Sir Patrick Mayhew, Secretary of State for Northern Ireland, will today brief the Cabinet on the progress over the final stumbling blocks on the document made in talks with Dick Spring, the Irish foreign minister.
Sir Patrick and Mr Spring will meet again at the weekend to agree the final draft ahead of a summit between John Major and John Bruton, the Taoiseach.
The week after next is now seen as the most realistic point for the launch of the document. It now appears inevitable, however, that the Ulster Unionist Party will, in common with the Rev Ian Paisley's Democratic Unionists, refuse to negotiate on the basis of the document. This means that for some time at least the peace process will be forced to proceed without the direct participation of the political representatives of most of Ulster's Protestant majority.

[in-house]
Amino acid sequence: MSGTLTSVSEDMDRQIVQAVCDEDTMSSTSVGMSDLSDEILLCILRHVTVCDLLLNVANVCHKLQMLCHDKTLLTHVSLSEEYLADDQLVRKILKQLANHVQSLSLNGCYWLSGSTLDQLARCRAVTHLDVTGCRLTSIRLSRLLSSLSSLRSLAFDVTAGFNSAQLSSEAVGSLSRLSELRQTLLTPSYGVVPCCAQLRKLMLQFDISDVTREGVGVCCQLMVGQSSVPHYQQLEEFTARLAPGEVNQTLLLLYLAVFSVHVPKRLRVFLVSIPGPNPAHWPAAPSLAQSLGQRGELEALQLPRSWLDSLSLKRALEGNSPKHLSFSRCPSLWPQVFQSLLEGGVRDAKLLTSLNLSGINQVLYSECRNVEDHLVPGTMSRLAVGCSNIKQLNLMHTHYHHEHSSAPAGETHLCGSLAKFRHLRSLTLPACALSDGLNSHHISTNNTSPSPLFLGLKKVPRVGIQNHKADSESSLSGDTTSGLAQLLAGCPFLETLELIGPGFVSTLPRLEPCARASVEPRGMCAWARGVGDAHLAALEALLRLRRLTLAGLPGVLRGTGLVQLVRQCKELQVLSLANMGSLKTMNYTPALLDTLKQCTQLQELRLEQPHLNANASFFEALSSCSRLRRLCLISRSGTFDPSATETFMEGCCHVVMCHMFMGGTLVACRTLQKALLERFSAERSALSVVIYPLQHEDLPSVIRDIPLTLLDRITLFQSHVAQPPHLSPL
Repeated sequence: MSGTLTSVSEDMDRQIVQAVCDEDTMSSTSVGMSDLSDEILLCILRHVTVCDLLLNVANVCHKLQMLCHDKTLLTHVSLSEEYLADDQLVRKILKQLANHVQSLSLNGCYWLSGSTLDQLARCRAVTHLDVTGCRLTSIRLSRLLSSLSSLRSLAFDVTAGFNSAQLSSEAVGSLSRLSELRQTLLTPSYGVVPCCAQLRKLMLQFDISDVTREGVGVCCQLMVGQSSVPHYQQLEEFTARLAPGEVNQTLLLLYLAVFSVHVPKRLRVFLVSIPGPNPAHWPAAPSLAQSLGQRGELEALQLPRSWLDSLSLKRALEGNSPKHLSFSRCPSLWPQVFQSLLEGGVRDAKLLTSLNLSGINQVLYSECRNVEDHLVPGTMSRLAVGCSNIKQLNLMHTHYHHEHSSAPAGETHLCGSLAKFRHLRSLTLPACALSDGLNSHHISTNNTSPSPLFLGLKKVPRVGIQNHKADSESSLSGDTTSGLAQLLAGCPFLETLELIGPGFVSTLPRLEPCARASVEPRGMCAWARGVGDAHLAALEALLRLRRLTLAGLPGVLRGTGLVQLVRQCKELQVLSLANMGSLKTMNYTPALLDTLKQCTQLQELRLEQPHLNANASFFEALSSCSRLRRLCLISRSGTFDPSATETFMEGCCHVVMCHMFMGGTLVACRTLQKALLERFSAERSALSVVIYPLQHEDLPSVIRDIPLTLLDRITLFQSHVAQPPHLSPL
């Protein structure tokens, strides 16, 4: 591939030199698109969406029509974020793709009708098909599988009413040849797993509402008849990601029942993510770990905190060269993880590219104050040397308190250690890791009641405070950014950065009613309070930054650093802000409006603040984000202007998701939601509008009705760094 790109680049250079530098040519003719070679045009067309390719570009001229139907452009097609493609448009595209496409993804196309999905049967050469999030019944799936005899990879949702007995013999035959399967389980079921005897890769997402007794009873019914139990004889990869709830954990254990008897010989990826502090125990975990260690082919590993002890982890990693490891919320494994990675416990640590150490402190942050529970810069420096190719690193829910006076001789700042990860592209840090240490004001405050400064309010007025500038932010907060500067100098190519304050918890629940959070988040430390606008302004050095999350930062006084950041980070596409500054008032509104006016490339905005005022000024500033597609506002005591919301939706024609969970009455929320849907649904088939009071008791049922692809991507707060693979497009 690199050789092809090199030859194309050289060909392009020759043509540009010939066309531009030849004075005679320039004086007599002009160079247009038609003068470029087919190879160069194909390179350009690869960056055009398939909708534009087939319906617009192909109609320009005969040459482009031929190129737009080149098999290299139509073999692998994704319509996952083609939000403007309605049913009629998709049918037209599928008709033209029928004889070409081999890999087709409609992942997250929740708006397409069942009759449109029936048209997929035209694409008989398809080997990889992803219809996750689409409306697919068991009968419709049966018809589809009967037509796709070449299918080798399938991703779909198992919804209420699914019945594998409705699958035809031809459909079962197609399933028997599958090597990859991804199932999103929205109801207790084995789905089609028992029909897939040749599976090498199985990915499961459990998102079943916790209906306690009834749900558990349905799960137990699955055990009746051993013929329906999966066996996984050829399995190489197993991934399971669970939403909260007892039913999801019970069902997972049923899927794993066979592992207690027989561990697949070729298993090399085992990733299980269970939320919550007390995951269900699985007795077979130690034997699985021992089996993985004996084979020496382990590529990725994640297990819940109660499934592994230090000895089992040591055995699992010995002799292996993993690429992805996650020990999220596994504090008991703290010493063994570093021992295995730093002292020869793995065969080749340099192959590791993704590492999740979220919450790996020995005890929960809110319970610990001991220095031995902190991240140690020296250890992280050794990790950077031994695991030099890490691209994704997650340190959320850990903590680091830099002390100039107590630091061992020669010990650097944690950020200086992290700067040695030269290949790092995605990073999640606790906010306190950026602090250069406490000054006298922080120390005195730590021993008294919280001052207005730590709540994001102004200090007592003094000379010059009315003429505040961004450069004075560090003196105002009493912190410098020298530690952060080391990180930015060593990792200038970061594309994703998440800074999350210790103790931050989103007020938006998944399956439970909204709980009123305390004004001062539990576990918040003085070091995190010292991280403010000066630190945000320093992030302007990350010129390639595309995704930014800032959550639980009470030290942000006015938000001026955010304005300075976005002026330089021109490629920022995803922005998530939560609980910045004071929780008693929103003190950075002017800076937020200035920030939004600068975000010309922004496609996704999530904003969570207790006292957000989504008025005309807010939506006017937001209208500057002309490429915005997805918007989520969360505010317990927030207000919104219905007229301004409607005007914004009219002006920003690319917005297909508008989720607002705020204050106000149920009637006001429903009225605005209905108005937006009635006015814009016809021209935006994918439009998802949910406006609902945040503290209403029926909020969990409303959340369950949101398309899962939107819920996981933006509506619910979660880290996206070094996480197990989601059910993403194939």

David Trimble, one of the Ulster Unionists who signed a protest letter to the Prime Minister on Tuesday, said: "I am extremely pessimistic. I think there is a very serious danger that the Government has made a massive misjudgement, despite the numerous warnings and the advice that they have been given...
"We don't see any point in discussing what we would regard as a purely nationalist agenda. If that is what the framework document is, then I'm afraid it, like so many other foolish documents of the past, will end up consigned to the dustbin...
"It is our duty to renew the warnings in the hope the Government will reverse out of the cul-de-sac it has got itself into."
London and Dublin are determined to appeal to the people of Ulster - over the heads of the politicians if necessary - to win support for the proposals. They are adamant that the document will not halt the peace process and plan to issue a shortened version to secure popular backing.Reuse content